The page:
After the scan finishes, users can find an HTML report in the program folder that lists all findings. 

We recommend searching the HTML report for the “3CX” keyword and only review matches with the specific IOCs and YARA rules related to this activity.

THOR Lite is able to detect various forensic artefacts:

  • The installer files
  • The malicious binaries
  • The loaded malware in-memory
  • Process connections to known C2 addresses
  • Traces of activity in local log files

We’re also offering a special license (3cx.lic) to 3CX and their customers that will activate a special feature called “Sigma Scanning” in THOR Lite instances. This allows them to apply the Sigma rules mentioned below (and 1600+ more) on the event logs of a scanned end system.

A match with one of these Sigma rules would look like this: 

You can download this special license here: (expires 30.04.2023) 

Continuous Compromise Assessment: Enhancing Detection Capabilities to Mitigate High-Profile Cyber Attacks

One more time, we are all taken aback by yet another sudden high-profile compromise. Just like the Sunburst or HAFNIUM Attack, the 3CX compromise arose out of nowhere, putting companies of all kinds across the globe at risk. We may later discover that some organizations were exploited for months before the 3CX compromise was ultimately made public.

But does it truly have to come as such a surprise to everyone? Looking back at the Hafnium attack, Nextron discovered that many organizations had been breached by various attack groups, all of whom appeared to have used the proxy shell/proxy logon weakness. All attackers who expanded their breach brought their own toolset for persistence and post-exploitation. Nothing new so far.

However, what if we could automatically detect an attacker’s toolkit after it has been deployed? In this case, we could efficiently detect these breaches long before day zero simply by identifying secondary tools that appear magically on a system. Let’s assume we scan our systems weekly, searching for all kinds of Indicators of Compromise, known attacker tools, or traces of their methods. Then, even without knowing that the 3CX compromise exists, we would most likely be able to detect attacks that make use of it within a week. This would give us a heads up before bad things even begin to happen, shocking everyone.

This is precisely Nextron’s “Continuous Compromise Assessment” approach. With our orchestration platform ASGARD, we can conduct recurrent and automated compromise assessments using our full-featured Scanner THOR. Our first and initial scan represents what we call the baseline. We would analyze all events from the first scan and, starting with the next week, focus on any deviations from this baseline. In such a scenario, we would detect breaches based on secondary toolsets from one week to another. While we still would not detect the 0-day itself, the secondary toolset would show up very prominently as a deviation from the baseline.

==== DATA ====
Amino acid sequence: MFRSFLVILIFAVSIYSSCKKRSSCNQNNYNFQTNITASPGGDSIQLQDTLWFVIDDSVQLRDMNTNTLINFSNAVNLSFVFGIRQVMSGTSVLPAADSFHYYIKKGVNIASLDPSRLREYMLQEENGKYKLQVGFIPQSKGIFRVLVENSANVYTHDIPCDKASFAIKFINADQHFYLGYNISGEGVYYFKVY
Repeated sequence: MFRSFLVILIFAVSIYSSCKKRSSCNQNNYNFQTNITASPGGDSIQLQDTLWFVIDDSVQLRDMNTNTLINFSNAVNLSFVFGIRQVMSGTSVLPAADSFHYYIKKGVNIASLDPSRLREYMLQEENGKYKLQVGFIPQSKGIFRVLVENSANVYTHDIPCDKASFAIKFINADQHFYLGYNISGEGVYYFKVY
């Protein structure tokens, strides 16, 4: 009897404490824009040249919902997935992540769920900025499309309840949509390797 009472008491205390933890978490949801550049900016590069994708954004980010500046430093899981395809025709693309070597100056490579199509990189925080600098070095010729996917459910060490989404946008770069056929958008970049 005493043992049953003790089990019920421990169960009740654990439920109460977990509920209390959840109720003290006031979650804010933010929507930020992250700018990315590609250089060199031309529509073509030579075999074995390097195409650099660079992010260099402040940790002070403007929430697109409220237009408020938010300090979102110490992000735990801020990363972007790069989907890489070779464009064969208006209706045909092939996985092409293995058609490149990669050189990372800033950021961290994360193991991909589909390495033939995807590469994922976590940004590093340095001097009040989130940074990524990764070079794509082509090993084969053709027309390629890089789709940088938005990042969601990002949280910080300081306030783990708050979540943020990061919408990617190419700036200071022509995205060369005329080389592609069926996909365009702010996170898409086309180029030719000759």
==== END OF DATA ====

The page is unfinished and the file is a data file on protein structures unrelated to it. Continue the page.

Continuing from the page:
There is not much effort required to gain a considerable amount of additional detection capabilities.


The following listings show all the signatures we’ve made public and used in THOR Lite to detect malicious activity

YARA (public)

SIGMA (public)

Potential Compromised 3CXDesktopApp Beaconing Activity – Proxy
UUID: 3c4b3bbf-36b4-470c-b6cf-f07e8b1c7e26

Potential Compromised 3CXDesktopApp ICO C2 File Download
UUID: 76bc1601-9546-4b75-9419-06e0e8d10651

Potential Compromised 3CXDesktopApp Beaconing Activity – DNS
UUID: bd03a0dc-5d93-49eb-b2e8-2dfd268600f8

Potential Compromised 3CXDesktopApp Beaconing Activity – Netcon
UUID: 51eecf75-d069-43c7-9ea2-63f75499edd4

Potential Suspicious Child Process Of 3CXDesktopApp
UUID: 63f3605b-979f-48c2-b7cc-7f90523fed88

Malicious DLL Load By Compromised 3CXDesktopApp
UUID: d0b65ad3-e945-435e-a7a9-438e62dd48e9

Potential Compromised 3CXDesktopApp Execution
UUID: 93bbde78-dc86-4e73-9ffc-ff8a384ca89c

Potential Compromised 3CXDesktopApp Update Activity
UUID: e7581747-1e44-4d4b-85a6-0db0b4a00f2a


c2-iocs.txt @ signature-base

Filename IOCs
filename-iocs.txt @ signature-base

Hash IOCs
hash-iocs.txt @ signature-base

Full THOR Version

Keep in mind that THOR Lite is only a demo version of our full scanner with more than 27 detection modules and more than 20,000 YARA rues compared to the 5 modules and 2,500 rules used in THOR Lite.

You can find a full feature comparison here and a blog post that explains the differences in more detail here


About the author:

Florian Roth

Florian Roth serves as the Head of Research and Development at Nextron Systems. With a background in IT security since 2000, he has delved deep into nation-state cyber attacks since 2012. Florian has developed the THOR Scanner and actively engages with the community via his Twitter handle @cyb3rops. He has contributed to open-source projects, including 'Sigma', a generic SIEM rule format, and 'LOKI', an open-source scanner. Additionally, he has shared valuable resources like a mapping of APT groups and operations and an Antivirus Event Analysis Cheat Sheet.